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Vaccine shuffle: New state data provide clearest picture yet on vaccine flow in Missouri

Vaccine shuffle: New state data provide clearest picture yet on vaccine flow in Missouri

Missouri National Guard staffs first state vaccine clinic in Poplar Bluff

Many vaccine recipients waited in line for more than four hours in Poplar Bluff to receive their first COVID-19 vaccine during Missouri's first mass vaccination event at a closed water park on Friday, Jan. 22, 2021. Photo by Robert Cohen, rcohen@post-dispatch.com

Saint Louis County has launched a pilot program to deliver the COVID-19 vaccine to those who are unable to leave their homes, County Executive Dr. Sam Page announced Wednesday morning. The County hopes to make this service fully available by March 18. Video courtesy St. Louis County

JEFFERSON CITY — Harrison County, along the Iowa border in northwest Missouri, is home to about 8,500 residents. But the state has sent it 11,590 doses of COVID-19 vaccine.

Some were meant for nearby counties, with Harrison serving as a distribution hub. Others simply went unused, and were then shipped to other counties in need.

And yet, as of Friday, only 16% of Harrison County residents had received at least one dose of COVID-19 vaccine, according to the state.

As Missouri has struggled to equitably ship doses to counties, a system of ad hoc redistribution has emerged, creating a web of vaccine travel. The Post-Dispatch obtained distribution data through March 3 and redistribution data as of Thursday from the Missouri Department of Health and Senior Services. The data, for the first time, details where health care facilities are sending vaccine once they receive it, and helps explain why some rural clinics have been flush with extra doses while at-risk city dwellers have traveled hundreds of miles for a shot.

The data reveals how the system — sending doses from hospital to hospital, county to county, even company to company — has changed the distribution of vaccine.

Vaccinators in Marion, Cape Girardeau, Scotland, Cole and Putnam counties all received 60 doses per 100 people in original shipments, far higher than the state average of 24. But those counties all redistributed doses, and received doses. And when the dust settled, some won: Marion ended with 77 per 100 residents, Cape Girardeau, 76. Cole sent and received about the same number. Scotland dipped to 55, Putnam to 37.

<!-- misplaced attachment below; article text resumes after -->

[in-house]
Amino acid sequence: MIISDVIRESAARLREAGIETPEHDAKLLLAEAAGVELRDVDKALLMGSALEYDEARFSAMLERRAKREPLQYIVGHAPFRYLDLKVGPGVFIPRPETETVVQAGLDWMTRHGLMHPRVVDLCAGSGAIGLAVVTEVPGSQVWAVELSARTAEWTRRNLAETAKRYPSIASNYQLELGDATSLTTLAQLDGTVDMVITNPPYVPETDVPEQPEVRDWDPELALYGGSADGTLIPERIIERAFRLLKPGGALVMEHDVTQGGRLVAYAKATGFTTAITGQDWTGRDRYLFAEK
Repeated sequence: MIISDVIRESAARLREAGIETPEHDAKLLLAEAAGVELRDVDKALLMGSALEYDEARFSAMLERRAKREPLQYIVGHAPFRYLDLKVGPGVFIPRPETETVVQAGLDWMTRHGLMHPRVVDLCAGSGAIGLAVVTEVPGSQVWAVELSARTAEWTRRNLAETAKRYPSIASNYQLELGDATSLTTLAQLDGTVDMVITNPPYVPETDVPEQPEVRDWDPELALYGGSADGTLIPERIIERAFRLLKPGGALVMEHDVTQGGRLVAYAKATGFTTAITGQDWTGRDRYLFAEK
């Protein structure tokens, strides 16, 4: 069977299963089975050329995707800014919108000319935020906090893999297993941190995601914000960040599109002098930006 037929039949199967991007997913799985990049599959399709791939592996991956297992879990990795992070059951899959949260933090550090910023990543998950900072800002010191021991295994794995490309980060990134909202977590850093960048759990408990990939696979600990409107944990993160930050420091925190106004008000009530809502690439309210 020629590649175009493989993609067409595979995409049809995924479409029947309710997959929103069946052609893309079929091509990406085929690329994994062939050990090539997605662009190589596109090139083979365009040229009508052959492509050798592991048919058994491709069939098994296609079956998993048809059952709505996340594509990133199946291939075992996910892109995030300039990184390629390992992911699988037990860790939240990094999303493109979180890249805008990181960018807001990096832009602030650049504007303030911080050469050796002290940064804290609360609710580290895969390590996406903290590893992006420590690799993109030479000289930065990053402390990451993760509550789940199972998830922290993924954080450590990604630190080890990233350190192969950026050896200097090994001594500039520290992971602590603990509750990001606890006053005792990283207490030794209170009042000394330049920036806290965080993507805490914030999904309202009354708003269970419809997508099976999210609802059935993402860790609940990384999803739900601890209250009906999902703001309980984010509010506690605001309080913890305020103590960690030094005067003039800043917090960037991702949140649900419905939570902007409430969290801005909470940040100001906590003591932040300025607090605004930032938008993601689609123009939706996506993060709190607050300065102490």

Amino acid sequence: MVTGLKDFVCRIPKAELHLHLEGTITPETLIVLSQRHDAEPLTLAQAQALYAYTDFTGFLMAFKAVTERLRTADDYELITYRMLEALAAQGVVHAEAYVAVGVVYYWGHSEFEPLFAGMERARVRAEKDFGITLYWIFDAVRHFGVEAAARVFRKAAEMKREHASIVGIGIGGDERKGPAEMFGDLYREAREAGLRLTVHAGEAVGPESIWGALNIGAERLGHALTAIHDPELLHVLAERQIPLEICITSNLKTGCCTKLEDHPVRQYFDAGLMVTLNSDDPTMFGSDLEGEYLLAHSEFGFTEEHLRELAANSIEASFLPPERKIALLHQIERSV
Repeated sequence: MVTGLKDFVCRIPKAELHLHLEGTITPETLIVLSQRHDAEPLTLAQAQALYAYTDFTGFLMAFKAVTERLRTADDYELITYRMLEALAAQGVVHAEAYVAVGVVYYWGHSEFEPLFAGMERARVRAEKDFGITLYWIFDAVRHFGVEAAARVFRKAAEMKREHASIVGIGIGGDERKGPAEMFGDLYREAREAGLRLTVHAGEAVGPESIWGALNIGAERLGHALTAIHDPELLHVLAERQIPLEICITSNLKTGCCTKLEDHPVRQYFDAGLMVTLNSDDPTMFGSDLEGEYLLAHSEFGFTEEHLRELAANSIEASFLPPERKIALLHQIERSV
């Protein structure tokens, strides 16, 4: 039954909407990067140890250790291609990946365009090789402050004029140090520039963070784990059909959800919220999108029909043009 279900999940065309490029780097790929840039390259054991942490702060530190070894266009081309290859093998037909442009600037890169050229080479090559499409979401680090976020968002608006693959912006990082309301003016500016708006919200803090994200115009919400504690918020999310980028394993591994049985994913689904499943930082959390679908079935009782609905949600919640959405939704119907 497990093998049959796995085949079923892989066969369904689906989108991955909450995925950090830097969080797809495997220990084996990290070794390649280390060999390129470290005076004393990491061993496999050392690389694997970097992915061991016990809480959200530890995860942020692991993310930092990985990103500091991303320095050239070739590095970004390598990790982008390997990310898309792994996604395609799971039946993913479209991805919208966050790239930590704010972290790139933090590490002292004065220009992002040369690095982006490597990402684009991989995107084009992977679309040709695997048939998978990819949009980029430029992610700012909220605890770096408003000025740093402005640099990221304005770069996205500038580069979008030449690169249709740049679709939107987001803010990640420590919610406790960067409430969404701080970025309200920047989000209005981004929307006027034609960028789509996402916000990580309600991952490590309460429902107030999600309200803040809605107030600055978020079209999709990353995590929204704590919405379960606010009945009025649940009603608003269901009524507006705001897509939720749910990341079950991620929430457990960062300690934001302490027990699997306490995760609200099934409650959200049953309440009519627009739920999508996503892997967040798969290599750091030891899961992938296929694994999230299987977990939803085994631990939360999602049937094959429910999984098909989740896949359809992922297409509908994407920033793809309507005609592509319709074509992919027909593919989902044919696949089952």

Missouri originally sent Harrison County 135 doses for every 100 residents, tops in the state. The county sent half elsewhere. And even after redistributions, Harrison still had 69 doses for every 100 people.

Courtney Cross, health administrator for Harrison County, said the county has hosted multiple vaccination clinics, including for second doses. Most recently, Harrison received 2,500 doses of the Johnson & Johnson vaccine for a March 6 clinic. But it only vaccinated 830 people, Cross said, including plenty of travelers.

“I’m taking care of more than just Harrison County residents,” she said. “There’s a lot of people that are coming from all over the region, all over the state.

“If you look at it from a jurisdictional standpoint, because people are having to travel up to a rural jurisdiction — yeah, that’s probably not the most convenient,” Cross said.

St. Louis County was one of the net winners: It has received about 186,000 doses from the state, or 19 for every 100 residents. But by the time the doses all settled, the county had sent out almost 50,000 doses, and received nearly 120,000, enough to vaccinate 26 out of 100 residents.

In St. Louis, meanwhile, the opposite happened. Health care providers in the city have received more than 182,700 doses, or enough for 59 doses for every 100 residents. But they have sent more than 85% of those doses elsewhere — leaving the city with just nine doses for every 100 residents, according to the data.

For example: Barnes-Jewish Hospital in St. Louis sent more than 66,000 of its doses to BJC Healthcare entities in St. Charles. SSM Health at St. Louis University sent 480 to sister sites in St. Louis County.

Trays of 1,000